February 8, 2022 report
Comet 2014 UN271 the largest ever observed
A team of researchers with the Paris observatory and Instituto de Astrofísica de Andalucía-CSIC, has confirmed that comet 2014 UN271 is the largest comet ever observed. They published a paper describing their findings on the arXiv preprint server, and it has been accepted for publication in Astronomy and Astrophysics Letters.
Comet 2014 UN271, also known as Bernardinelli-Bernstein, was first sighted in 2014; hence, the initial part of its name. Researchers determined at the time that it had originated in the Oort Cloud. It was observed during the search for solar system objects during the Dark Energy Survey. Back then, the comet was still as far away as Neptune, and astronomers had no idea of its size. Seven years later, as it drew closer, it became clear that it was bigger than most comets. Researchers at the time suggested it was likely 100 to 370 kilometers across.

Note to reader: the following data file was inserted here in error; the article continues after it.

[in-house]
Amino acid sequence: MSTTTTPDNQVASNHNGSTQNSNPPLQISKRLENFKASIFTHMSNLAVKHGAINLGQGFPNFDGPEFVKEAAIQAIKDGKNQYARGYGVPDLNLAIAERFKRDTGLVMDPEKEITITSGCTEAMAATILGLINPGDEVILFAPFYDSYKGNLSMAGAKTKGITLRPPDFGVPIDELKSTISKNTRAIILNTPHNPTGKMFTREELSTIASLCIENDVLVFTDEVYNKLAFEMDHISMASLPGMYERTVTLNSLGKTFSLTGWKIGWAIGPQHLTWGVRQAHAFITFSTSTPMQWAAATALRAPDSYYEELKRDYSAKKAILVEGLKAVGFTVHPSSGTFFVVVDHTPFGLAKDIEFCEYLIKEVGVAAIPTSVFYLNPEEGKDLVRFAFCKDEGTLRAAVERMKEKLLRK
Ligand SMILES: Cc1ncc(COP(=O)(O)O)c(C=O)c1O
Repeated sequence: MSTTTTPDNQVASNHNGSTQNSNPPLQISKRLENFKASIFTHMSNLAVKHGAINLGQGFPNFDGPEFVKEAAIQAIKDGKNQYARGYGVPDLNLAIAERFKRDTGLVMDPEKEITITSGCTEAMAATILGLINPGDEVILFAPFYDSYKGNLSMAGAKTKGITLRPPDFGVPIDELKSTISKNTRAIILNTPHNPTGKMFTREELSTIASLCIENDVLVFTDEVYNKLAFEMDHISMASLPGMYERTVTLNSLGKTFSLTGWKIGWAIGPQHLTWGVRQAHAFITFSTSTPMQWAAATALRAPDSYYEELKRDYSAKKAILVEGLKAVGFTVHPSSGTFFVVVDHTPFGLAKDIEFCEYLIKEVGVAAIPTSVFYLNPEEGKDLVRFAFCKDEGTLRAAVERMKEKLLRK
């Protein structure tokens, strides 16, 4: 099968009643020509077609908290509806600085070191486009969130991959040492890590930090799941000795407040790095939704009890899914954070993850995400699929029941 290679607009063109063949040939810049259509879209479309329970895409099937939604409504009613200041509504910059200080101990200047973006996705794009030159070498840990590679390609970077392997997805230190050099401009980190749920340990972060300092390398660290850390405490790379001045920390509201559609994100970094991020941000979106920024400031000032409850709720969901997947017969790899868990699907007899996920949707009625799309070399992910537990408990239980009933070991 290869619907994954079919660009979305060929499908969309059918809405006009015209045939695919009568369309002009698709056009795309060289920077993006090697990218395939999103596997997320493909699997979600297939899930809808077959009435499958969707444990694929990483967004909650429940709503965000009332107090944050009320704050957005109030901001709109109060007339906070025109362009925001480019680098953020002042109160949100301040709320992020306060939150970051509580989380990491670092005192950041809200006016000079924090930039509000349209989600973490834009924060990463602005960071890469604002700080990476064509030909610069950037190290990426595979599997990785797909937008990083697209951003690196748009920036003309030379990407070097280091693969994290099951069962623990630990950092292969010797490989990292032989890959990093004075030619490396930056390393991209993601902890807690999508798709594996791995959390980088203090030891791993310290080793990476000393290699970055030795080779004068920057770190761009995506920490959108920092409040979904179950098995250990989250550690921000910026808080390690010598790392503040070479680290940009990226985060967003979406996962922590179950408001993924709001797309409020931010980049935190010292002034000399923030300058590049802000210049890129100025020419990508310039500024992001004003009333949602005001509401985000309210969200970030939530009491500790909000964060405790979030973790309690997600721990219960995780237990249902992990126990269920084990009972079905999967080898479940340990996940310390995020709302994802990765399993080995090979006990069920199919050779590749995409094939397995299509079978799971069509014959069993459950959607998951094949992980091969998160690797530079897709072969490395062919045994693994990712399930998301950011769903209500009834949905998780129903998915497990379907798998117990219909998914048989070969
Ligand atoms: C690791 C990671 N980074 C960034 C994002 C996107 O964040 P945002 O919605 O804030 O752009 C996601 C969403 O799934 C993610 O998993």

In this new effort, using data from the Atacama Large Millimeter Array, the team studied the wavelengths of light bouncing off the comet to learn more about its size (most other measurements of comet size have involved measuring how much of the sky they cover). More specifically, the researchers focused on those wavelengths of its microwave radiation that were not represented by the dust given off by the comet, noting that the comparative brightness of the wavelengths reflected from the comet were fairly typical. Their calculations showed that for the comet to be reflecting so much light, it had to be approximately 137 kilometers across, nearly in the minor planet category. The previous record holder was Hale-Bopp, which was measured at approximately 74 kilometers across.
The researchers also point out that their measurement of Comet 2014 UN271 was the most distant measurement of a comet's reflectivity (albedo) ever performed. They note that measuring a comet at such a distance will allow researchers to measure its size in detail as it loses ice on approach to the sun. They expect it to be just half its current size once it begins its return trip.
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